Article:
Laotian sticky rice known as khao nieow is the staple of every meal in Laos and Isaan (Thailand). Sticky rice is so central in Lao cuisine and life that Lao people call themselves L
uk Khao Niaow or "Children of Sticky Rice". Sticky rice binds Lao people regardless of where they live.

Cooked by steaming in a basket known as thip khao, sticky rice is usually served in smaller individual baskets called lao aep khao and eaten using fingers. Laotians pinch the sticky rice and roll small balls with it. It is then dipped into sauce or used as a spoon of sort to pick up meat, vegetable, etc.

Besides being the staple with accompanying dishes, there are sticky rice dishes themselves such as Khao Jee. It is sticky rice pancake dipped in beaten egg and fish sauce, grilled over charcoal or pan fried to make a savoury, eggy, sweet snack that is lightly crisp outside and tender chewy inside.

Thum Mak Hoong, green papaya salad with fish sauce is ubiquitous in Laos. U
nripe shredded papaya, Thai eggplant, long bean, chilies, garlic, tomatoes, lime, tamarind, palm sugar, fish sauce and padaek (unfiltered fermented fish sauce) are pounded together in a mortar and pestle to make the pungent savoury, sourish, spicy salad.

Thum Mak Hoong is eaten with, what else...., khao nieow (sticky rice).

Som Tum at La Vela resort in Phuket, Thailand

If you feel a sense of
deja vu with 
Thum Mak Hoong, it might be because of Som Tum. The latter is synonymous with Thai cuisine. Som Tum originated in Laos, part of which became Isaan, and from there spread to Central Thailand and beyond. Now, som tum is found around the world but usually seen as a Thai dish.

Laab is a meat and herb salad usually made with grilled, stir fried or raw chicken, beef, duck, fish, or pork tossed with 
chili, mint, cilantro, lemongrass, and other fresh aromatic herbs, flavoured with fish sauce, lime juice, padaek, ground toasted sticky rice, etc. Roughly ground toasted sticky rice (khao khoua) is a defining ingredient of the Lao national dish. The meat may be sliced or ground.

Laab is eaten with sticky rice (what else?) and fresh vegetables such as long bean and cucumber.

If there is no Lao restaurant in your area (for example, there is no Lao restaurant or hawker stall in Singapore), you can still get your laab fix at Thai restaurants or stalls. Most Thai restaurants have laab on their menu as larb.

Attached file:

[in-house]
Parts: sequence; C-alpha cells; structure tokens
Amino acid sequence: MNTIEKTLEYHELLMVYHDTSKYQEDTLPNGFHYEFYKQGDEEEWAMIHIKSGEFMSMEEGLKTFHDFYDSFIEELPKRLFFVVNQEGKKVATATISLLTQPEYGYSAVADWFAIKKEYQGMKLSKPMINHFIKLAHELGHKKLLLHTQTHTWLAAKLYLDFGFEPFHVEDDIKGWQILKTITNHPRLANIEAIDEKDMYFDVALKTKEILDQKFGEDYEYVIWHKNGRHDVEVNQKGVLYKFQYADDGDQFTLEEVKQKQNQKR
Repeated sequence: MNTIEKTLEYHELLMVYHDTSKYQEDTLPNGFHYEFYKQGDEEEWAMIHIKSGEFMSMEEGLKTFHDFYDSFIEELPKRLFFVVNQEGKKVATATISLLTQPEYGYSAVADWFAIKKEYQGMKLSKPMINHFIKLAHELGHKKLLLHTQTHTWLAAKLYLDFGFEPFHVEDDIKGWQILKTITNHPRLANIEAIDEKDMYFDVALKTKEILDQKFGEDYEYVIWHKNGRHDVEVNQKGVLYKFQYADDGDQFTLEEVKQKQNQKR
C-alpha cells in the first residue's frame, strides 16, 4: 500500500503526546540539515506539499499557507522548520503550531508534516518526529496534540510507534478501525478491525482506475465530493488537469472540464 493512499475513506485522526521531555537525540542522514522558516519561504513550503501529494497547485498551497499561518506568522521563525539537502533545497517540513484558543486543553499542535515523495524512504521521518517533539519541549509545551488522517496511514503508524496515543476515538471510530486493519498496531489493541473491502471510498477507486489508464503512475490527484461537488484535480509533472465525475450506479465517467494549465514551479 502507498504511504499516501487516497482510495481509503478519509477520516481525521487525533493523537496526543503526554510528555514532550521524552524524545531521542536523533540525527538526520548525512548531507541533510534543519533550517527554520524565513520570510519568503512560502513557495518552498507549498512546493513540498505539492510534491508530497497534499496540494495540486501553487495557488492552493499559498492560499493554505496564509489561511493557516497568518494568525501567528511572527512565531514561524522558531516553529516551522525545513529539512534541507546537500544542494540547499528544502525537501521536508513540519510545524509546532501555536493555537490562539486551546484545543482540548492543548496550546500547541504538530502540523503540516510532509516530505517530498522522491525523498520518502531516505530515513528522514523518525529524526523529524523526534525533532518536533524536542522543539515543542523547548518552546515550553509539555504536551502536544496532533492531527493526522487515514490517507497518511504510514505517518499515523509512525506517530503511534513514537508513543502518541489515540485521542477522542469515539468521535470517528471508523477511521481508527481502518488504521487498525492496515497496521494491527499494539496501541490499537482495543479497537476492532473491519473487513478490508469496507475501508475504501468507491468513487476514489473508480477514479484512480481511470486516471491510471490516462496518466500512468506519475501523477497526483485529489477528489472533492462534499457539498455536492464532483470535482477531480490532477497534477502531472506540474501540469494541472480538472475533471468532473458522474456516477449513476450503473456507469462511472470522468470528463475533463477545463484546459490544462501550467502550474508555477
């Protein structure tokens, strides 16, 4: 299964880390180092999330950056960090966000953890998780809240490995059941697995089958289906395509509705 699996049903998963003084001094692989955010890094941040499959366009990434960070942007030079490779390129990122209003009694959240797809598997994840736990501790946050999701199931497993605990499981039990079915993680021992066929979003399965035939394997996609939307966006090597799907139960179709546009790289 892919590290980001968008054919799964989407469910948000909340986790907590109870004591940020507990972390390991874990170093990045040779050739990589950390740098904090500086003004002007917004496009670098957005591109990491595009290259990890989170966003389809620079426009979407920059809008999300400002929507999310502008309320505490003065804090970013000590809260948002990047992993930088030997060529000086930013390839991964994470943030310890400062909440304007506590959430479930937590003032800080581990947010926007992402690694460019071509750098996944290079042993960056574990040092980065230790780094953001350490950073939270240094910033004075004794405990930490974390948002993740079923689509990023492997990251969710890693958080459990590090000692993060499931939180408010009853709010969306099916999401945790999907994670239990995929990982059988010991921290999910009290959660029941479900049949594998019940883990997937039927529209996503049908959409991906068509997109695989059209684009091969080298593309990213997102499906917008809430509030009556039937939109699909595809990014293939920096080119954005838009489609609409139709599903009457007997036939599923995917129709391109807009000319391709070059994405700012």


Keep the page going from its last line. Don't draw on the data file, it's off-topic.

Like Thum Mak Hoong and som tam, laab and larb is a legacy of the intertwined history of Laos and Thailand.

We cannot talk about Lao cuisine without mentioning the Lao Khao Jee Pate. Khao Jee Pate is very similar to the Vietnamese banh mi, both being legacies of French Indochina. Khao Jee Pate is part of the 20% of Lao dishes not found in Isaan cuisine.

The sandwich is made by slicing the foot long baguette lengthwise and spread with a thick layer of pork liver pâté, mayonnaise, stuffed with pork, Lao sausage, ham, pork floss, fried egg, sliced cucumber, fresh or pickled julienned carrot, stalks of spring onion, cilantro, various sauces and optional jeow bong or Lao chili sauce. Khao jee pate is commonly sold in markets and street side stalls.

Lao Food Movement

Laos' international role and profile is rising. Laos envisage itself as a land-linked country open for business instead of a closed landlocked country. In the USA, there is a "Lao Food Movement" where Lao chefs open Lao restaurants, instead of Lao dishes remaining on the Isaan page in Thai restaurant menus.

There are no Lao restaurants in Singapore yet. Meanwhile, just be conscious that when we order sticky rice, som tum, or larb in a Thai restaurant, we are partaking in Lao cuisine and culture.

👌 This is a work-in-progress - I will be adding more Lao dishes to this post.

Written by Tony Boey on 27 Jun 2022


Image of Thum Mak Hoong courtesy of Flickr. Image of hills of Laos courtesy of Wikipedia. Image of Lao ladies courtesy of Flickr. Image of Mekong River courtesy of Wikipedia. Map of Laos courtesy of Wikipedia. Map of Lan Xang courtesy of Wikipedia. Image of Hmong wedding courtesy of Wikipedia. Image of khao jee pate courtesy of Wikipedia. Image of khao jee courtesy of Wikipedia. Image of Vientiane courtesy of Wikipedia. Image of Lao restaurant courtesy of Wikipedia. Map of three Lao kingdoms courtesy of Wikipedia.